By RFT Music
By Drew Ailes
By Bob McMahon
By Allison Babka
By Kelsey McClure
By Carolina de Busto
By Ben Westhoff and Sarah Purkrabek
By Steve Brennan
RZA isn't totally cryptic, though, as he at least explains his minimalist production techniques. His layers of sampling and eerie piano lines changed the hip-hop world and were quickly copied to death by the competition, and chapters about production are treated with painstaking care. One detail in particular stands out: In the studio, each rapper was given a different, customized microphone to bring out his specific style, and RZA would place each MC in certain parts of songs like soloists in a jazz composition.
However, thanks to the lack of an outside, non-Wu perspective, his explanations become narrow and redundant. Compliments for separate MCs sound too similar, and he offers a far-too-simplistic answer to the band's longevity: "I told [the guys] about my vision." Worse, he pays little tribute to the rap legends who came before the Wu-Tang Clan, speaking as if his were the only rap group that ever existed. In a song, it makes sense for a rapper to talk like he's the best ever, but in book form, the approach falls flat.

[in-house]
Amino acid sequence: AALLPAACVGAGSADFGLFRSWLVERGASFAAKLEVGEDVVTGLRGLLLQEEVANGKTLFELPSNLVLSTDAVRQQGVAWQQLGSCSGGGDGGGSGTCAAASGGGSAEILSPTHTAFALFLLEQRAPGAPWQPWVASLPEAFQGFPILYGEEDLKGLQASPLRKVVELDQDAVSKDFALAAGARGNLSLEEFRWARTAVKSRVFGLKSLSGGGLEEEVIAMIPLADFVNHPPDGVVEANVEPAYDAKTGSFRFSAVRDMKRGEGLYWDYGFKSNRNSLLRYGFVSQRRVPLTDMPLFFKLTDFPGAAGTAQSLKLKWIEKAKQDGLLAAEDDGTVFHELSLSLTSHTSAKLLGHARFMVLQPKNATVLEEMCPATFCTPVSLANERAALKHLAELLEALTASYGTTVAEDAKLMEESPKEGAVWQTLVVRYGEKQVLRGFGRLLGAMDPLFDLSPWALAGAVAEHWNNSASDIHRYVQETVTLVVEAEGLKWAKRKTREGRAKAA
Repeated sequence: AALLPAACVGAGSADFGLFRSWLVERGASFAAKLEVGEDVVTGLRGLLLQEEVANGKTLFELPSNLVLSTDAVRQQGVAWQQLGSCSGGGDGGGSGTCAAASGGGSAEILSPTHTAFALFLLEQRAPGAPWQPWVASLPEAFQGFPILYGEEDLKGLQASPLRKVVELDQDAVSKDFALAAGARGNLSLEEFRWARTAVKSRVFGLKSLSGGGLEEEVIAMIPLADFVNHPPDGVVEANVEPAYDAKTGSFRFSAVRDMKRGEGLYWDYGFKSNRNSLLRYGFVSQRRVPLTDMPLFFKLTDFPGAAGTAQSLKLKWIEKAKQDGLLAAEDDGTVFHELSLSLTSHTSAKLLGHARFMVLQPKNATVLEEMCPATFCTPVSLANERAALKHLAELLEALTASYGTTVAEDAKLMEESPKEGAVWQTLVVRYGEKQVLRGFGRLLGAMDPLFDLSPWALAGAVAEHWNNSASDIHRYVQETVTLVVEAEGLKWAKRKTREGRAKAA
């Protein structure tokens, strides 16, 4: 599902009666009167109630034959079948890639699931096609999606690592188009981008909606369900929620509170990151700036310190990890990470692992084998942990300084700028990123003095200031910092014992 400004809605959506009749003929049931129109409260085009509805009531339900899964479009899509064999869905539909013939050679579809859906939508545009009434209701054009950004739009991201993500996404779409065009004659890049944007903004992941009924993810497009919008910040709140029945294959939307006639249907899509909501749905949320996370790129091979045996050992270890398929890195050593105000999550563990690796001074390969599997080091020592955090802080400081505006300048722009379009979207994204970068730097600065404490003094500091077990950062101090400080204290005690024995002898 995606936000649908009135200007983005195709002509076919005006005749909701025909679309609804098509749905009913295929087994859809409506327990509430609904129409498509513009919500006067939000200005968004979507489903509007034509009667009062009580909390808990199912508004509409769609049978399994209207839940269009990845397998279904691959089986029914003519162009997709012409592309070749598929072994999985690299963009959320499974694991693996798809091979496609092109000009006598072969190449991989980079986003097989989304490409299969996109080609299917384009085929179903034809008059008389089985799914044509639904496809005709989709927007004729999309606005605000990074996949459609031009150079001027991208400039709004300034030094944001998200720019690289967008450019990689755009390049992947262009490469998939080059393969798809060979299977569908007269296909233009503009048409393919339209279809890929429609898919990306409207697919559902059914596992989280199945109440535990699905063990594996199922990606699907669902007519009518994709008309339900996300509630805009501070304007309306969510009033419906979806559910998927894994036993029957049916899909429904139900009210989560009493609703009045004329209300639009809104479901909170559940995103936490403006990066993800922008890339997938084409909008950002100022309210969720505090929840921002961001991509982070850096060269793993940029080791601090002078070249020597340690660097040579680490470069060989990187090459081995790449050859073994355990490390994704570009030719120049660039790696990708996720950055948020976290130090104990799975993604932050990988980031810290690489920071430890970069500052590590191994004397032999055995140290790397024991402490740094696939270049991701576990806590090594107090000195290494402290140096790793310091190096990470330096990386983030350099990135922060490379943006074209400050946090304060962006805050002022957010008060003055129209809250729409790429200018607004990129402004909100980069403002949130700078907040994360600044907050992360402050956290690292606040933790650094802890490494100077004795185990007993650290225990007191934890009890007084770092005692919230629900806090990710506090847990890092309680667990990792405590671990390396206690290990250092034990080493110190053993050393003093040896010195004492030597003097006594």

Luckily, The Wu-Tang Manual closes with comments from members GZA and U-God on the art of crafting rhymes, and while the stuff isn't the rap equivalent of a creative-writing textbook, the advice is solid and direct -- work harder and study more than the best MC out there, and you'll last. That theme is the basis of the book, told in a street-wise manner, and for all the Manual's shortcomings, authenticity is its most redeeming quality. Professor RZA might be rough around the edges, but there's no denying that when he speaks, Ol' Dirty class is in session.